Extreme examples? Sure. But they are examples of governmentally regulated industry in everyday life. This bill simply extends already existing governmental regulation to health care and the health insurance industry. It’s good to know that, even if I fall in dire straits after I have children, my kids will still be covered, even if it is by a governmental plan.

But, but, ABORTION?

Ah, we have finally reached the source of much controversy and problems. Are my tax dollars going to pay for abortions?

In the new exchanges market set up by the bill – a plan that allows one to select which insurance policies to buy or not (private plans vs. governmental), and allows people to shop around more – there are two policies that are offered: one with abortions and one without. The new language inserted into the bill this weekend mandates that those who choose the abortion policy, even if it is the plan subsidized by the federal government, must pay a small surcharge, with funds that are kept separate from the overall policy. So yes, the plan allows abortions – that’s a debate that won’t be settled any time soon – but with the new language, the money is kept in separate areas. It might be a “bookkeeping exercise,” as some Republicans have called it, but it’s an important one.

Your federal tax dollars do not fund abortion, something that Obama is drafting an executive order to insure (see above link). It’s been pretty well settled.


After 7 pages (typed in MS word) of my coverage on this bill, it’s a little hard to sum up, but I’ll try.

Essentially, it goes like this: [1] The Republicans cut themselves off from having a reasonable voice when they declared they wouldn’t compromise. [2] This was probably the wrong time to launch the bill, but what’s done is done. [3] The current system is broken and oppressive, something that Christians on either side need to realize and act upon. [4] Governmental regulation is nothing new. We are not on a slippery slope toward socialism. This plan is not a governmental take over of health care. Private plans are still offered and available, and will hopefully be, in fact, better. [5] Socialism is not going to be the result. Indeed, socialism has been used mostly as a way of scaring a lot of the older generation, but when the specifics of the bill are examined, there isn’t much that one could point to as socialist. [6] Your federal tax dollars are not going to fund abortions. Period.

I don’t support the way the Dems went about getting this legislation out there (it created much more divide and part of the blame for the lack of compromise lies squarely on their shoulders as well), and it will be interesting to watch it be implemented, but I am, overall, excited that 30 million people are going to be able to get affordable coverage now, and that the insurance industry will be reigned in.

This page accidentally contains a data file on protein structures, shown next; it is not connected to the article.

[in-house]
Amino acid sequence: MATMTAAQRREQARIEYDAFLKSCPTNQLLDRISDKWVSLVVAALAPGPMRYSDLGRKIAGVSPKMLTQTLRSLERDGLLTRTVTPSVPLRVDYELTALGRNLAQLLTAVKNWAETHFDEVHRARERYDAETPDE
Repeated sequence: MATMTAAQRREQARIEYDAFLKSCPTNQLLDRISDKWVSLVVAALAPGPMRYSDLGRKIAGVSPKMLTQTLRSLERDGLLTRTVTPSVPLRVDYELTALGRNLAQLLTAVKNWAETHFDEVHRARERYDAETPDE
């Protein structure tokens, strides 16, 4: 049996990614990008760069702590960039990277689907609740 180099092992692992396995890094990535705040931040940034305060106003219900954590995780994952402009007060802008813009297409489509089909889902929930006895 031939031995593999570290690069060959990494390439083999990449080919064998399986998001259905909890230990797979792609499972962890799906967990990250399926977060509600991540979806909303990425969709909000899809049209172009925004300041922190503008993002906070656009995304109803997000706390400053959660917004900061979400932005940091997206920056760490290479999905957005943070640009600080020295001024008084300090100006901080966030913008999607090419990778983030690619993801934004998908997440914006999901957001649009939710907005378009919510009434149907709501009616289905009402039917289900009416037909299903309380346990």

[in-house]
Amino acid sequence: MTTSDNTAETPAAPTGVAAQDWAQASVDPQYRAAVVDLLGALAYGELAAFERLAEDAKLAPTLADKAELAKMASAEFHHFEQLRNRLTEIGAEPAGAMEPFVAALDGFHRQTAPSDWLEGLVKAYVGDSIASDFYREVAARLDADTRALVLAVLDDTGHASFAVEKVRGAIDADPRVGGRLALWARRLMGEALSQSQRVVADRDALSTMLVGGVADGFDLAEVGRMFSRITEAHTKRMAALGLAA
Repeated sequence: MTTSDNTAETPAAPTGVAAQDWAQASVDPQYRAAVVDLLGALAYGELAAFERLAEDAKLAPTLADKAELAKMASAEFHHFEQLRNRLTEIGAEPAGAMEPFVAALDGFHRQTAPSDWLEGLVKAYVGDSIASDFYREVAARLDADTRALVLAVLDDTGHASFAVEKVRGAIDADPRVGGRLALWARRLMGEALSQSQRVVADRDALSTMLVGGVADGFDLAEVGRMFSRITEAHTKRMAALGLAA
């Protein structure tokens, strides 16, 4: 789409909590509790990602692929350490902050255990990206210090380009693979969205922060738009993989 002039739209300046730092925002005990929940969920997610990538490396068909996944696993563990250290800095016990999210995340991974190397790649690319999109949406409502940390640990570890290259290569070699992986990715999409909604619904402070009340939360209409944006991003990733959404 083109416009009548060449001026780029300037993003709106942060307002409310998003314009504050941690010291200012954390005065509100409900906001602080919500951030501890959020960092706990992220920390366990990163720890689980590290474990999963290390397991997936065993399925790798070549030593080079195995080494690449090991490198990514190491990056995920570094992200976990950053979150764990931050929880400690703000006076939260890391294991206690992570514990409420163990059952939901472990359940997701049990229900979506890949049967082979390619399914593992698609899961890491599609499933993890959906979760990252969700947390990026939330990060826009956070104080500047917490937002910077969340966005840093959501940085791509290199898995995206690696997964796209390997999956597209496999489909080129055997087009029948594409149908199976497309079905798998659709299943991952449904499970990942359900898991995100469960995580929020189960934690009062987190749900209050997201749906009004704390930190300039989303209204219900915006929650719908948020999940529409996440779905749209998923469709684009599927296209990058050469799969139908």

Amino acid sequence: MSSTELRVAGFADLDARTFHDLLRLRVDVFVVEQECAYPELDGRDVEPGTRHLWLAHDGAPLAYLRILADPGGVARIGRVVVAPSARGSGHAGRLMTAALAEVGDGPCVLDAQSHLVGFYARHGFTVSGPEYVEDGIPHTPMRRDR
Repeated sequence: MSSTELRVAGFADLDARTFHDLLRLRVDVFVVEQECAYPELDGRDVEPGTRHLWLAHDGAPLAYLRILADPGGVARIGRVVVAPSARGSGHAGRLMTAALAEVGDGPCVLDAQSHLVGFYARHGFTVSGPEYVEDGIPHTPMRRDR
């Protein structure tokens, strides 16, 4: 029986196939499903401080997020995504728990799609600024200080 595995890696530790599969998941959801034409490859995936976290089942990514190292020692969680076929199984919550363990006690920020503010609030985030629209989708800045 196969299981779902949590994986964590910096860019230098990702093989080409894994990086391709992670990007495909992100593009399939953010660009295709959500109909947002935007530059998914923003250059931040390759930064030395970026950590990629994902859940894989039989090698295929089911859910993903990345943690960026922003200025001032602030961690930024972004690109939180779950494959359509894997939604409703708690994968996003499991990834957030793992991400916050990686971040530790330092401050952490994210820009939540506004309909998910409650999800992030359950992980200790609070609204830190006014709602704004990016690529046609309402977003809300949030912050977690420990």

It is not perfect, but it is not going to destroy America either. If anything, it will make us better because it will show that we do, indeed, care for the least of these, and that, indeed, is admirable above all.


  1. Diana,

    I really appreciate your thorough discussion of this topic. It is nice to know that not everyone at church ignores the side of the Other. For what it's worth, I tend to agree with you. By the way, I enjoy your writing and plan on checking in on your blog more often. Hope the thesis defense went well. See you sometime.

    Aaron VanValkenburg

  2. When I say "the Other" I mean that most of my social connections are Republican and so Democrats would then be "the Other." I am still unsure about a lot of political issues, but in many ways, "the Other" would be the Republican party for me.


  3. Dianna:

    Nice post. I think it is unfair to characterize Republicans as wholly responsible for the partisan divide in participation on the bill. One of the problems I have with the bill is more a problem with legislative process in general than this specific piece of legislation. The kind of ad hoc line item vote-buying that squeezed this bill through was the only sort of participation offered to republicans who wanted to reform health care. Their hyperbolized objections to sitting down to discuss the bill stem from a real and persistent problem in American politics. There was no option to sit down, re-establish middle ground, and work toward a solution everyone could agree on. When Obama asked them to participate in the process of building the bill, he was really asking them to contribute small additional pet projects and ideas, the very same kind that make this bill c. 1000 pages long.

    There are a number of standard-establishing and policy defining sections of this bill that cannot adequately be considered in the context of the major concerns of the bill. Marriage counseling is addressed in this bill, as are training standards for those working with people suffering from dementia. The Washington Post reported on student loan amendments appended to the bill (I searched the bill for nearly an hour and couldn't find these, however). In addition, there is the tanning bed tax. These inclusions are not necessarily bad, but they have not been given due process of debate and consideration that they would have had as separate bills.